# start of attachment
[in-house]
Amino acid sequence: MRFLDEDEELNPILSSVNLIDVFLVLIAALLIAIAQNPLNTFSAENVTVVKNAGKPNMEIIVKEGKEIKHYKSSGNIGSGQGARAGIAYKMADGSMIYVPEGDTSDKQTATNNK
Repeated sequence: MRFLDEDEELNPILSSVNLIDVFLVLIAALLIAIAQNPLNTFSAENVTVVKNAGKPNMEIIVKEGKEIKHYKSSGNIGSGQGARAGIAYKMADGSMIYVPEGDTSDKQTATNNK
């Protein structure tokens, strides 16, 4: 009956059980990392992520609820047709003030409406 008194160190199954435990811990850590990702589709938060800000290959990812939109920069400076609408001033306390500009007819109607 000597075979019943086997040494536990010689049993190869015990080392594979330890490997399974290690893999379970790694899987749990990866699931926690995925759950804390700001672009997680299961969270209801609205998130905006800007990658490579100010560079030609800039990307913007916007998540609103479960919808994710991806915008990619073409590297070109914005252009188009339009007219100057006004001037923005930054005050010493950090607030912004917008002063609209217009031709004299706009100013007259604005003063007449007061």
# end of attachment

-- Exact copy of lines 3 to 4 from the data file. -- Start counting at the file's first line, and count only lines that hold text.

Repeated sequence: MRFLDEDEELNPILSSVNLIDVFLVLIAALLIAIAQNPLNTFSAENVTVVKNAGKPNMEIIVKEGKEIKHYKSSGNIGSGQGARAGIAYKMADGSMIYVPEGDTSDKQTATNNK
């Protein structure tokens, strides 16, 4: 009956059980990392992520609820047709003030409406 008194160190199954435990811990850590990702589709938060800000290959990812939109920069400076609408001033306390500009007819109607 000597075979019943086997040494536990010689049993190869015990080392594979330890490997399974290690893999379970790694899987749990990866699931926690995925759950804390700001672009997680299961969270209801609205998130905006800007990658490579100010560079030609800039990307913007916007998540609103479960919808994710991806915008990619073409590297070109914005252009188009339009007219100057006004001037923005930054005050010493950090607030912004917008002063609209217009031709004299706009100013007259604005003063007449007061």